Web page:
When Chipman and Morris met with GW on 7 Feb. 1791, they presented him with several documents, among which was a letter of 22 Jan. 1791 from Thomas Chittenden, the governor of Vermont, enclosing a copy of the March 1790 act of the New York legislature, granting full authority to settle the title dispute with Vermont and to inform the president and Congress of such settlement, a copy of the statement of the New York commissioners declaring the assent of the New York legislature to the admission of Vermont to the Union and defining the boundary between the two states, dated 7 Oct. 1790, a copy of the act of the Vermont legislature of 28 Oct. 1790, directing the payment of $30,000 to New York in settlement of disputed claims and assenting to the boundary settlement, a copy of the Vermont act of 27 Oct. 1790 calling a convention to ratify the federal Constitution, a copy of the formal act of ratification adopted by that convention on 10 Jan. 1791, and a copy of the commission, dated 24 Jan. 1791, appointing Chipman and Morris to “proceed to the Congress of the United States . . . and negociate on behalf of this state” for admission into the Union. The commissioners also presented a memorial, dated 7 Feb. 1791, addressed to the president and Congress, seeking the admission of Vermont as a state. Chittenden’s letter to GW and the other enclosures were copied into the Senate legislative journal (DNA: RG 46, First Congress, 1789–1791, Records of Legislative Proceedings, Journals). These documents are all printed in DHFC, description begins Linda Grant De Pauw et al., eds. Documentary History of the First Federal Congress of the United States of America, March 4, 1789-March 3, 1791. 20 vols. to date. Baltimore, 1972—. description ends 1:552–62).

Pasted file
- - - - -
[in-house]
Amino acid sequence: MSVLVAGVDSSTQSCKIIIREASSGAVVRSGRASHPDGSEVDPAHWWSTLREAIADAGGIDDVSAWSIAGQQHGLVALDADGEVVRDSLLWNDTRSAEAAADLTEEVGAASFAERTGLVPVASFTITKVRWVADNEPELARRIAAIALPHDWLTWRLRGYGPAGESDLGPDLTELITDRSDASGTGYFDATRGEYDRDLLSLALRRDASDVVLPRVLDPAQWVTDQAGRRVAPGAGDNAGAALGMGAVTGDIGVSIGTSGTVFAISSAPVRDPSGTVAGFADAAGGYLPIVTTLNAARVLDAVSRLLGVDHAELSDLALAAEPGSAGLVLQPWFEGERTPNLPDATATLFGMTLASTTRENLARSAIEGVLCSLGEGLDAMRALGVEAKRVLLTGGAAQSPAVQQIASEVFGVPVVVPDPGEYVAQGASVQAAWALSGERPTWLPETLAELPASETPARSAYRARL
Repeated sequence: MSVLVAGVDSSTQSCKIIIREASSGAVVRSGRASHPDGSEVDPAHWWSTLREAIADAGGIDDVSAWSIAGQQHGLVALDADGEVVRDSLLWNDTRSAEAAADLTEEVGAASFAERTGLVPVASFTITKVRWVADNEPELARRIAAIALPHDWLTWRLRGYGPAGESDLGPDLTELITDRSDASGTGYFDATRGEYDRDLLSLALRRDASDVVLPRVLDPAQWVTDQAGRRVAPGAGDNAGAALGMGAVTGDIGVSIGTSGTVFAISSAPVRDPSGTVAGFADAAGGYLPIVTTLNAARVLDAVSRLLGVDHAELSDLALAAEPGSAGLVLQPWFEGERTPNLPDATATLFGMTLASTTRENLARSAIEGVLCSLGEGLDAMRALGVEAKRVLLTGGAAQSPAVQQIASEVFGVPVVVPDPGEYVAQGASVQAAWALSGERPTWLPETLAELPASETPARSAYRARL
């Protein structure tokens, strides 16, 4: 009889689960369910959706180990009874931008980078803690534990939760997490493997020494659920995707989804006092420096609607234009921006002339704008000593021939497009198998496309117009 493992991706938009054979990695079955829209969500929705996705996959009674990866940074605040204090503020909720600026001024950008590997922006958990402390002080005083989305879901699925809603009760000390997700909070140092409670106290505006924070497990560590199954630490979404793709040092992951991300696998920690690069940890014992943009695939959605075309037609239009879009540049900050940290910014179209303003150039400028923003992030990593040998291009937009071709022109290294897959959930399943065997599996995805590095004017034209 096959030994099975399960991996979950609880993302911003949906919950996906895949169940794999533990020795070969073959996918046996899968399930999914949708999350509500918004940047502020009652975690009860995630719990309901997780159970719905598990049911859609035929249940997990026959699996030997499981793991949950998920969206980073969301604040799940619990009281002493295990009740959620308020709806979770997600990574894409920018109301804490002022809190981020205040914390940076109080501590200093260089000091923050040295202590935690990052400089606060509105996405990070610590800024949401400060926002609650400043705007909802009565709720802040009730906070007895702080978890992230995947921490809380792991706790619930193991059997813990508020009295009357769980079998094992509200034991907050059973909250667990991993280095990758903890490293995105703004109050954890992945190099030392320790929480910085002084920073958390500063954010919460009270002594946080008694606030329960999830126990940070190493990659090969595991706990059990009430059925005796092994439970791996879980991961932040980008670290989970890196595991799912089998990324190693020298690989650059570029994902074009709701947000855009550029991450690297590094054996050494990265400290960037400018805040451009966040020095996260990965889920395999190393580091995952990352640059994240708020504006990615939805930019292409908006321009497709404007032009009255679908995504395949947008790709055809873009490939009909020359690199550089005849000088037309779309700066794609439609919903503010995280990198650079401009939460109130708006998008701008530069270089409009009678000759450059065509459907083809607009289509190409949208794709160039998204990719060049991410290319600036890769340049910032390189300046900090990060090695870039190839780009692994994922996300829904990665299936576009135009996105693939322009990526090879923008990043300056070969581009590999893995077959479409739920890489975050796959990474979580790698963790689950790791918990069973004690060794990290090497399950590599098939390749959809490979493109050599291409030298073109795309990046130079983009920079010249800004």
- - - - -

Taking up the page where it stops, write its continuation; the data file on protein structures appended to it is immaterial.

Chittenden did not enclose, and the commissioners may not have disclosed, the provisions of the act of the Vermont legislature appointing Chipman and Morris, which directed them to seek an act of Congress affirming the provisions of the agreement with the New York commissioners respecting land titles and state boundaries and declaring it their “duty . . . in such act or acts of Congress as shall recognize the sovereignty & independence of this State to endeavour that the same extend back as far as the first formation of government in this State.” The act also directed the commissioners to seek to obtain for Vermont three representatives in Congress (E. P. Walton, Records of the Governor and Council of the State of Vermont [Montpelier, Vt., 1875], 3:485). The intent of the Vermont act seems to have been that Chipman and Morris should present themselves as emissaries of a sovereign state, and that they should negotiate the entrance of Vermont into the Union on special terms favorable to that state.